The First Epistle Of John
Part 14 1 John 3.9-10
"No one born of God commits sin; for God's nature abides in him, and he cannot sin, because he is born of God. By this it may be seen who are the children of God, and who are the children of the devil." (1 John 3.9-10 RSV).
This is a striking statement, more so even than that in verse 6 for it is couched in even bolder terms. "Doth not commit sin" . . . "he cannot sin!" These are daring words indeed. Even with all in mind that has just been said, can they be justified? Can it be truthfully said, from any possible standpoint, that we who are born of God, born from above, as Jesus put it to Nicodemus, cannot sin?
Most of the early twentieth century translators seemed to be uncertain how to take this. They adopted a variety of expedients to get around the literal meaning of the words. "Is not habitually guilty of sin" says Weymouth. "He does not value sinning" is Ferrar Fenton's suggestion. "No one who has received the new life from God lives sinfully" is the rendering adopted by the Twentieth Century version. They all give an impression of dubiousness, of perplexity. None of them mirror the simplicity of the Greek — "is not able to sin". The one born of God cannot accept and practise the way of sin because it is unthinkable that he should do so. A good example of the principle is afforded in the case of Joseph and his master's wife. "How can I do this great wickedness, and sin before God?" (Gen.39.9). Physically and in fact, he could have done so, but nonetheless his allegiance to Divine law made it a perfectly true thing to say that he could not commit this sin. That is the heart attitude of all who are born of God; they do not and cannot have any sympathy with the violation of God's laws, and even though they may and do come short of their ideals, their inward sincerity remains unblemished, and God, looking upon them and judging them according to that perfect heart-attitude, declares that they, the born of God, are sinless in His sight.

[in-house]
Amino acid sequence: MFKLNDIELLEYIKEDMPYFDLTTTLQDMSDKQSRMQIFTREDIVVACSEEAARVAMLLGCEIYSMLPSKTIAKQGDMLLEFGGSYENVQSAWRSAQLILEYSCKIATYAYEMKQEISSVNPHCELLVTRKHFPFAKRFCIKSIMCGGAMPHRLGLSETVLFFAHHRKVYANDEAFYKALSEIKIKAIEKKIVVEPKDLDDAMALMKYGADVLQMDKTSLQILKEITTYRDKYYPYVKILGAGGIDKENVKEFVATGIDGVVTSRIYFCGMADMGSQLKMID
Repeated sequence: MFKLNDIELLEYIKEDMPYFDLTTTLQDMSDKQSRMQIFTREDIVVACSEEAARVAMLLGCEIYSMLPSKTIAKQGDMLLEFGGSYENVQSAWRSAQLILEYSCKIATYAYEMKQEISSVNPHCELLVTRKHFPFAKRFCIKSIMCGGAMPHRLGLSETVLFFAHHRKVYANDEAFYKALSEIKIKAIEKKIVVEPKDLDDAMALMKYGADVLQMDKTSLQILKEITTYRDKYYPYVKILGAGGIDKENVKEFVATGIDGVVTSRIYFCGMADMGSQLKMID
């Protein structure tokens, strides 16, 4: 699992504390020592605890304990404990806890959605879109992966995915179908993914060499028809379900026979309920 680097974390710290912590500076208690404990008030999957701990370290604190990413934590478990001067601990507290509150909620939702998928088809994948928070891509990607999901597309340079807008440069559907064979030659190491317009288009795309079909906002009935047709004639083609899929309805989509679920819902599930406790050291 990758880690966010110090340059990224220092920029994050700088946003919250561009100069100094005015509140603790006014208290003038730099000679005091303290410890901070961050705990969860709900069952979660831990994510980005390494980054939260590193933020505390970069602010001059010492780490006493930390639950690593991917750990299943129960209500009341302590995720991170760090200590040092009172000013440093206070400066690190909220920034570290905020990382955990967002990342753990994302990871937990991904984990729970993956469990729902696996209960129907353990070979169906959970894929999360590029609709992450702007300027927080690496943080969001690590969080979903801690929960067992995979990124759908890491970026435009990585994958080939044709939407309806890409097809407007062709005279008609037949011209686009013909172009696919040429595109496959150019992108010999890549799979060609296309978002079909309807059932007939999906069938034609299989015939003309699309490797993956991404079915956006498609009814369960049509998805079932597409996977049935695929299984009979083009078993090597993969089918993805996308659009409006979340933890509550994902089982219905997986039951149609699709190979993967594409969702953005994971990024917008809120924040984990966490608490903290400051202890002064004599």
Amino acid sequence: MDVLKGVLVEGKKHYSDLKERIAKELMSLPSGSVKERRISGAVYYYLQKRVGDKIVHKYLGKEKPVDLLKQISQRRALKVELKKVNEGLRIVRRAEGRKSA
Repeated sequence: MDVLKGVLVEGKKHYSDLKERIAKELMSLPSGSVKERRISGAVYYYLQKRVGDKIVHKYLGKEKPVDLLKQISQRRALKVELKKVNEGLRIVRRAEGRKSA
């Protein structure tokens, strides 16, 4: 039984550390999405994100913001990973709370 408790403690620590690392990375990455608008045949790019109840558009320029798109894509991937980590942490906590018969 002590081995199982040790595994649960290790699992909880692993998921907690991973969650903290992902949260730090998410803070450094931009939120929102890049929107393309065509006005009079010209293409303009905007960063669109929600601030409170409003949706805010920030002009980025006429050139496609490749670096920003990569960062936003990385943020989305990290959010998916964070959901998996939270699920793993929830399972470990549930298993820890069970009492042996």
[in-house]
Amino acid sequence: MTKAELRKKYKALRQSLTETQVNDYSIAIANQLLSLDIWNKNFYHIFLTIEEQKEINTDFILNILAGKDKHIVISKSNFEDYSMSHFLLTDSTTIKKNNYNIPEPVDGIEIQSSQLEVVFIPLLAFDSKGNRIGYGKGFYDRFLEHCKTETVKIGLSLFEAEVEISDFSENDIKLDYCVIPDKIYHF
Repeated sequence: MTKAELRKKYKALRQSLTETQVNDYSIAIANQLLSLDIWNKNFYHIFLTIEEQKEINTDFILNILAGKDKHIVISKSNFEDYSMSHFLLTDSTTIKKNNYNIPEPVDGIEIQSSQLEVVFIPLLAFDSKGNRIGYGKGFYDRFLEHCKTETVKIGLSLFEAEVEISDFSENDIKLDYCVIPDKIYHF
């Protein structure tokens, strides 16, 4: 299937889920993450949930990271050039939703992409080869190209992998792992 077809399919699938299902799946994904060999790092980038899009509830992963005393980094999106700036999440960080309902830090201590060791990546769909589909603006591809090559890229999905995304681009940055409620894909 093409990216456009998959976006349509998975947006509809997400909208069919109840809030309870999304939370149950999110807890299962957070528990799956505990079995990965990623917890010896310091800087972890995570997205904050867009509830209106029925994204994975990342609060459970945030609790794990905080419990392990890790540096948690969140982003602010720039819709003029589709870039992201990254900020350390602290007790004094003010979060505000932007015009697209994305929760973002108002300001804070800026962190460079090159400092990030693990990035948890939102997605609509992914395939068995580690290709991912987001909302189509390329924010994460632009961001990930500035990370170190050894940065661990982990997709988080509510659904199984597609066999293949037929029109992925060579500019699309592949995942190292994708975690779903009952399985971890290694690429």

There is an important but somewhat obscure phrase here in the AV "His seed remaineth in him." Whose seed? Remains in whom? Grammatically, the "seed" referred to might be of God or it might be of the one born of God. It is not altogether clear why it is that the one who "doth not commit sin" finds himself in this honoured position by reason of the fact that "his seed remaineth in him". What is the explanation?
It seems most likely that there is a direct connection between the fact of being "born of God" and the remaining a receptacle, so to speak, of this "seed". It is almost as if there is an assurance against sin coming in and defiling one who continues in possession of a purifying or vitalising "seed". Weymouth has it "a God-given germ of life abides in him'. Moffatt ''the offspring of God remains in him'1 and the Twentieth Century "the very nature of God dwelleth in him". Rotherham, more obscurely, renders "a seed of him with him abideth". In most cases, at all events, the translators appear to take this "seed" as a vitalising or living influence from God, entering into the man and remaining there. That view, at any rate, makes the verse intelligible, and in harmony with all other scriptural doctrine regarding our spiritual quickening and "begetting" and "birth". Whoever has experienced this "new birth" has been "born of God". Thereafter and throughout life, whilst faithful to his calling, has an inward possession of the life-giving and quickening Holy Spirit. This not only sustains the inward spiritual life but also causes us to grow and develop spiritually so that in due time we shall be fitted to be clothed upon with our "house which is from heaven".